July 21, 2015

With PHP 7 around the corner, we wanted to create a dev environment to test some apps and prepare for its arrival.
PHP 7 installation for CentOS is not difficult and can be found here. With the precompiled builds, we created a VM with the appropriate software to start testing WordPress: Apache2, MariaDB and PHP 7. For this VM, we used Vagrant and VirtualBox.
VM setup involves two files: Vagrantfile, with centos.sh as a provisioner.


# -*- mode: ruby -*-
# vi: set ft=ruby :

Vagrant.configure(“2”) do |config|
# All Vagrant configuration is done here. The most common configuration
# options are documented and commented below. For a complete reference,
# refer to the online documentation at vagrantup.com.
# Every Vagrant virtual environment requires a box to build off of. We use CentOS.
config.vm.box = “chef/centos-7.0”
config.vm.network “private_network”, ip: “”
config.vm.provision :shell, :path => “centos.sh”
# Create a forwarded port mapping which allows access to a specific port
# within the machine from a port on the host machine. In the example below,
# accessing “localhost:8080” will access port 80 on the guest machine.
config.vm.network :forwarded_port, guest: 80, host: 8080
config.vm.synced_folder “.”, “/vagrant”, :mount_options => [“dmode=777″,”fmode=777”]
config.ssh.forward_agent = true
config.vm.provider :virtualbox do |vb|
vb.customize [“modifyvm”, :id, “–memory”, “1024”]
vb.name = “simple-php7-vagrant-centos”


#!/usr/bin/env bash
# Install Apache and PHP dependencies.
# ——————–
sudo yum -y install httpd
sudo systemctl start httpd.service
sudo systemctl enable httpd.service
sudo yum install -y \
recode-devel \
aspell-devel \
libmcrypt-devel \
t1lib-devel \
libXpm-devel \
libpng-devel \
libjpeg-turbo-devel \
bzip2-devel \
openssl-libs \
sudo yum -y install epel-release
# Install precompiled PHP7 from Zend repos.
# ——————–
wget http://repos.zend.com/zend-server/early-access/php7/php-7.0-beta1-RHEL-x86_64.tar.gz
sudo tar xzPf php-7.0-beta1-RHEL-x86_64.tar.gz
sudo cp /usr/local/php7/libphp7.so /etc/httpd/modules/
# Delete default Apache web dir and symlink mounted Vagrant dir from host machine.
# ——————–
rm -rf /var/www/html
mkdir /vagrant/httpdocs
ln -fs /vagrant/httpdocs /var/www/html
sudo chown apache:apache -R /var/www/html
# Set handler for PHP in Apache config
# ——————–
HANDLER=$(echo “LoadModule php7_module /usr/lib64/httpd/modules/libphp7.so
SetHandler application/x-httpd-php
echo “$HANDLER” >> /etc/httpd/conf/httpd.conf
# Create Apache vhost
# ——————–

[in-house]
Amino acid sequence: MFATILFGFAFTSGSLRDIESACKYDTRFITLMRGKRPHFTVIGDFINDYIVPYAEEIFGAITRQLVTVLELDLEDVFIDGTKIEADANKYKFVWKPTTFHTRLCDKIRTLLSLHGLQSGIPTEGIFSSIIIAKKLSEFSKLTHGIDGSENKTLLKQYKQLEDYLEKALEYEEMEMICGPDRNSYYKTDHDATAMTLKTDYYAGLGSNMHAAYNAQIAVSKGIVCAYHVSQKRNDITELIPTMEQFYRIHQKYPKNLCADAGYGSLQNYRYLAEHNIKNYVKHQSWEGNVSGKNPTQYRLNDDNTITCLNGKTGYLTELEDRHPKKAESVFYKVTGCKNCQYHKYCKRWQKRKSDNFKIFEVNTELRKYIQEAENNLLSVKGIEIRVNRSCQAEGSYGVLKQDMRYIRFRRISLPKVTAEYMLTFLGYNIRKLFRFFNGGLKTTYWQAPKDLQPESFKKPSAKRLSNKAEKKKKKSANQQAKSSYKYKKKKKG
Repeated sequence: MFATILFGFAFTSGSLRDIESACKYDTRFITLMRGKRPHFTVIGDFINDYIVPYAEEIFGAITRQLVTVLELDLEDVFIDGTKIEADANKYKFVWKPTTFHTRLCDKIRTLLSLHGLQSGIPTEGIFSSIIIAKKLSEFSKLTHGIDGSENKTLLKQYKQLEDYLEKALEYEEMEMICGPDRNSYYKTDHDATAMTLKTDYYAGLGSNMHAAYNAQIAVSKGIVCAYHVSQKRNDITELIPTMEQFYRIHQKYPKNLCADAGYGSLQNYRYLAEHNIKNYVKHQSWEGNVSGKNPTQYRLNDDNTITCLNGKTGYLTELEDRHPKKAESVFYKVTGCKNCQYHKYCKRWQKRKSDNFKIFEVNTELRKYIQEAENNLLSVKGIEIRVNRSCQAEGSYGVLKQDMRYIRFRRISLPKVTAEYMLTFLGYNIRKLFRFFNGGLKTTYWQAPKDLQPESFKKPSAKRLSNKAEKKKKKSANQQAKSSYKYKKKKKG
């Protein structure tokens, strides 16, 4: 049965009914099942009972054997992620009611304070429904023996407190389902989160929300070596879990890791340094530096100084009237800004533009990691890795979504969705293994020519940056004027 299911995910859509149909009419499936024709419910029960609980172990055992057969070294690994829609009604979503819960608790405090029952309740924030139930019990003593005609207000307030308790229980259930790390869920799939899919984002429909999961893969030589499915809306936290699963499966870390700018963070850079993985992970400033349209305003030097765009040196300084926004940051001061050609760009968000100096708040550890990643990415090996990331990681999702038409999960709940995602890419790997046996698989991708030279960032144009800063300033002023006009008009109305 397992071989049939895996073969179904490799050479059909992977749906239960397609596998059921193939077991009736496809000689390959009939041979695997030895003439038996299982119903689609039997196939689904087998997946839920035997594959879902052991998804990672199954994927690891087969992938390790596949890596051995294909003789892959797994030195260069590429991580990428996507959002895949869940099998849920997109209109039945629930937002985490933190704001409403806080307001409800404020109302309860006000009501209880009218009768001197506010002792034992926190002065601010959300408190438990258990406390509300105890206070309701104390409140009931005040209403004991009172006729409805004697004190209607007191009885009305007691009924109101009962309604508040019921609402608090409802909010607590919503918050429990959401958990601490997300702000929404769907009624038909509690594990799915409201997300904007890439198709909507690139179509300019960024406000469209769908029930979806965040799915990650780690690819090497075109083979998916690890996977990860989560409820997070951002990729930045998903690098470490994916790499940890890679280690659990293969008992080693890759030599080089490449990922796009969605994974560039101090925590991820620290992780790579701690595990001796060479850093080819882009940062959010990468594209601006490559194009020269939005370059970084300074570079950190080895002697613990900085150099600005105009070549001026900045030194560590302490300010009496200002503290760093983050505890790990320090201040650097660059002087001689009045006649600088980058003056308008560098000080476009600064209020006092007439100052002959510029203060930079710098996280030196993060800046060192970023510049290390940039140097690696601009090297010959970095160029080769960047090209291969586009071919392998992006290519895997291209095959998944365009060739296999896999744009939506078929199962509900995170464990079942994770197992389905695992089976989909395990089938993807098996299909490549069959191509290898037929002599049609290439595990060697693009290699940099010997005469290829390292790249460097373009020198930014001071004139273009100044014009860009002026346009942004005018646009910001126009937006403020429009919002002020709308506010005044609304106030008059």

VHOST=$(cat <
DirectoryIndex index.php
DocumentRoot “/var/www/html/wordpress”
ServerName localhost

AllowOverride All
DirectoryIndex index.php
DocumentRoot “/var/www/html/wordpress”
ServerName localhost

AllowOverride All
echo “$VHOST” >> /etc/httpd/conf/httpd.conf
# Install MariaDB
# —————
sudo yum -y install mariadb-server mariadb
sudo systemctl start mariadb.service
sudo systemctl enable mariadb.service
mysql -u root -e “CREATE DATABASE IF NOT EXISTS wp”
mysql -u root -e “GRANT ALL PRIVILEGES ON wp.* TO ‘wp’@’localhost’ IDENTIFIED BY ‘password'”
mysql -u root -e “FLUSH PRIVILEGES”
sudo yum -y install unzip
# Download and extract WordPress
# ——————————
if [[ ! -f “/vagrant/httpdocs/wordpress/index.php” ]]; then
cd /var/www/html
wget http://wordpress.org/latest.zip
unzip latest.zip
echo ‘
RewriteEngine On
RewriteBase /
RewriteCond %{REQUEST_FILENAME} !-f
RewriteCond %{REQUEST_FILENAME} !-d
RewriteRule . /index.php [L]
‘ >> /var/www/html/wordpress/.htaccess
INFO=$(echo ““)
echo “$INFO” >> /var/www/html/wordpress/info.php
sudo chown apache:apache -R *
sudo find . -type d -exec chmod 755 {} \;
sudo find . -type f -exec chmod 644 {} \;
# Restart Apache
# —————
sudo systemctl restart httpd.service
You can find the complete VM installation guide here. It will install everything you need, and once cloned, a simple vagrant up will start the VM creation and provision process. The result will be a ready-to-install WordPress running on PHP7.
Once the provisioning is done you should be abl to access your installation on and see a complete phpinfo() at
The database information for installation is as follows:

  • User: wp
  • Pass: password
  • Database: wp

This is intended to be a test environment and we do not recommend implementing this on a production server. At Nexcess, we are working hard to officially support PHP7, stay tuned for more info and related posts to come!

Miguel Balparda
Miguel Balparda

Who is Miguel? If you’re part of the Magento community, chances are you already know. As a Magento Master and open source Community Maintainer, Miguel can be found traveling the world imparting his Magento wisdom at events and approving pull requests everywhere else.

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